Last updated on April 18th, 2017
“What Is the ‘Best Diet’ for You?” asks US News and World Report. According to the magazine’srankings, the DASH Diet is the best overall. Atkins and other low-carb approaches finish in the second-division. Despite claims of a rigorous methodology, the rankings betray a conventional and increasingly suspect thinking about fat, carbohydrates, and health. The usual low-fat/ high-carb approach wins because it is presumed to be balanced, healthy and effective. But presumption is not proof.
“DASH” is an acronym for “Dietary Approaches to Stop Hypertension;” the diet was originally developed to treat adults with high blood pressure. US News and World Report classifies it as a “balanced” diet that is good for the heart and nutritionally sound, and pairs it to the Mediterranean Diet, which placed second in the overall category. DASH encourages followers to eat plenty of fruits, vegetables and whole grains with some lean protein and to avoid red meat, sweets and salt. Only 20-35% of daily calories come from fat, and less than 10% come from saturated fat. DASH is said to provide “the recommended amount of carbohydrates.” This would apparently be the government’s recommended amount of carbohydrates, which are lots and lots. In short, DASH is a typical low-fat, high-carb diet.
The Atkins Diet placed 19th out of 20 in the overall rankings, with only the Paleo approach (also low-carb) coming in behind it. A few other lower carb approaches made it up into the middle rankings, including the South Beach (13th), Eco-Atkins(14th), and Glycemic-Index Diets (16th).
Looking over the rankings and the comments, it seems obvious that to be considered “heart healthy” a diet had to be low-fat. To be “nutritionally sound,” it had to be balanced — meaning that it had to include plenty of carb-heavy foods (i.e., grains).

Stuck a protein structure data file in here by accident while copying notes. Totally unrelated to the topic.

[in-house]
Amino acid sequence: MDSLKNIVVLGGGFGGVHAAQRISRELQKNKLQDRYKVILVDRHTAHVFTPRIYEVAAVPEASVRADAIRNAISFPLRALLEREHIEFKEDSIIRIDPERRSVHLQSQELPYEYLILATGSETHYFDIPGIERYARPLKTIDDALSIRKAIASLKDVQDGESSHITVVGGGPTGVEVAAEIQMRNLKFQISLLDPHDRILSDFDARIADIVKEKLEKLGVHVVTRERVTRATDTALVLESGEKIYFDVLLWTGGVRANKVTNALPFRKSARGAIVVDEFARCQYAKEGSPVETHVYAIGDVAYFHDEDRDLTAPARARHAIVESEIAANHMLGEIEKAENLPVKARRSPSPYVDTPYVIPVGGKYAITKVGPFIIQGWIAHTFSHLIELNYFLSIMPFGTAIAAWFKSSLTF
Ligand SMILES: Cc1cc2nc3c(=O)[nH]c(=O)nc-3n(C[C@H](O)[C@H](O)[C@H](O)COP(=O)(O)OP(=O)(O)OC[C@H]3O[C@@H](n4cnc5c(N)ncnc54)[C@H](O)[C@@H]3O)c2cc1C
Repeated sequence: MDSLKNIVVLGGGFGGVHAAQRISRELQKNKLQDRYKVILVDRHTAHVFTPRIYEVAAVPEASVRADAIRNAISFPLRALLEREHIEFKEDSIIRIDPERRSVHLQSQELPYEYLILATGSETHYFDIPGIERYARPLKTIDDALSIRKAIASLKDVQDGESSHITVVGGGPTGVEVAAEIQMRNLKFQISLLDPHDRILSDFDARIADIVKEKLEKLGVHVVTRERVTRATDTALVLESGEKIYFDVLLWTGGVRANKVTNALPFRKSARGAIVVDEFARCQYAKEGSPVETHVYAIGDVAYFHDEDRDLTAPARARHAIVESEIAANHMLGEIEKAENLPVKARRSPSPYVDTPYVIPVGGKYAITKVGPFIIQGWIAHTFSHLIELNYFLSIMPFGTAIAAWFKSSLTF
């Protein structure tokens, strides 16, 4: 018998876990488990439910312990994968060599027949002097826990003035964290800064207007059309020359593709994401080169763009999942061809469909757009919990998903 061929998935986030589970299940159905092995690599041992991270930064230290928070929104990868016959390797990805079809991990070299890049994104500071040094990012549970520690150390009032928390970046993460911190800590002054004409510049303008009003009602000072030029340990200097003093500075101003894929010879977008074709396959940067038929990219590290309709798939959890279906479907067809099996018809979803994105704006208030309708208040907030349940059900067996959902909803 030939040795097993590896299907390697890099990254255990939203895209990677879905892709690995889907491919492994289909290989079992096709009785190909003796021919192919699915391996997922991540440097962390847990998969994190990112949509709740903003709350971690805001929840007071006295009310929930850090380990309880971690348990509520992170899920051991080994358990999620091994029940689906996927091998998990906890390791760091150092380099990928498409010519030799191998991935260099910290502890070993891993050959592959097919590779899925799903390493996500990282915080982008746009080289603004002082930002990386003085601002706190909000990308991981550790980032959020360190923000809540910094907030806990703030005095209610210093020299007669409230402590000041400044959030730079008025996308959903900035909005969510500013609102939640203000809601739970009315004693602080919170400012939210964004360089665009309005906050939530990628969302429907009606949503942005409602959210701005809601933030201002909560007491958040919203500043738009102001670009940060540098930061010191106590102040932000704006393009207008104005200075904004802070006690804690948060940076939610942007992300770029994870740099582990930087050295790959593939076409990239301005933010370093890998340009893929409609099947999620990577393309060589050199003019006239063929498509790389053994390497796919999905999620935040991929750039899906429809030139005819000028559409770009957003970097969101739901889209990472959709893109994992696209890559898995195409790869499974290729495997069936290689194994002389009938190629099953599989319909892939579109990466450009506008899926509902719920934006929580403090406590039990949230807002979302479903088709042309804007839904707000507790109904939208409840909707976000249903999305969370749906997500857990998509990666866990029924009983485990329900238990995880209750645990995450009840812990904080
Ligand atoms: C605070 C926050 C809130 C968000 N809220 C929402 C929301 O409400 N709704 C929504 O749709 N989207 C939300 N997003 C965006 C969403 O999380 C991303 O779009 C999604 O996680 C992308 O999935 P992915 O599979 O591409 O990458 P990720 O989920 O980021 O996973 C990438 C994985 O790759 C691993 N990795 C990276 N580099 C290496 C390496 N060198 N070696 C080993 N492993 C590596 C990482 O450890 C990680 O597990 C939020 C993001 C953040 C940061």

Exactly what if any science these criteria rest on is anybody’s guess. The report bases its case on the collective opinion of a “panel of experts,” a black-box in effect. We get the results of the panel’s deliberations, and the identities of panel members, but little of the scientific reasoning or evidence behind the results.
Familiar assumptions about the connection between dietary fat and health seem to prevail inside the black-box. For instance, Dean Ornish’s extremely low-fat diet (which ranked 8th overall) was characterized as “nutritionally sound, safe, and tremendously heart-healthy.” The knock against it was that the “severe fat restriction the diet demands” would be hard to adhere to, not that adhering to it would be anything other than a terrific idea. That is assumed. To take another example, the 3rd ranked diet overall is Therapeutic Lifestyle Changes (TLC), which the report describes as “another very solid diet plan created by the NIH.” The NIH (National Institutes of Health) has pushed the low-fat approach for decades, so we know what kind of diet TLC is. For good measure, it is endorsed by the American Heart Association, another long-standing low-fat advocate. The report gushes that TLC “has no major weaknesses, and it’s particularly good at promoting cardiovascular health.” It restricts fat; what else do you need to know? Of courseit is heart healthy!
It’s the standard doctrine, the received wisdom. No evidence required.
As for the Atkins Diet, it scores high only for short-term weight loss. The report implies that weight-loss only lasts for two weeks. It complains about a lack of long-term studies of the Atkins Diet’s effectiveness and safety (and whose fault is that, NIH?) and about “all that fat” which “worries most experts.” The report cites this damning evidence against Atkins: “You don’t even have to trim it off your steak.”
Fat on a steak. The horror, the horror!
Yes, all that fat worries most of the experts in US News and World Report’s black-box, just as it worries the NIH and AHA. Whether it should worry any of them, or us, is the question. A thorough, impartial examination of the scientific evidence would argue otherwise, but magazine articles seldom go in for that sort of thing.
(The article was originally posted on my JimA’s blog on June 7, 2011.)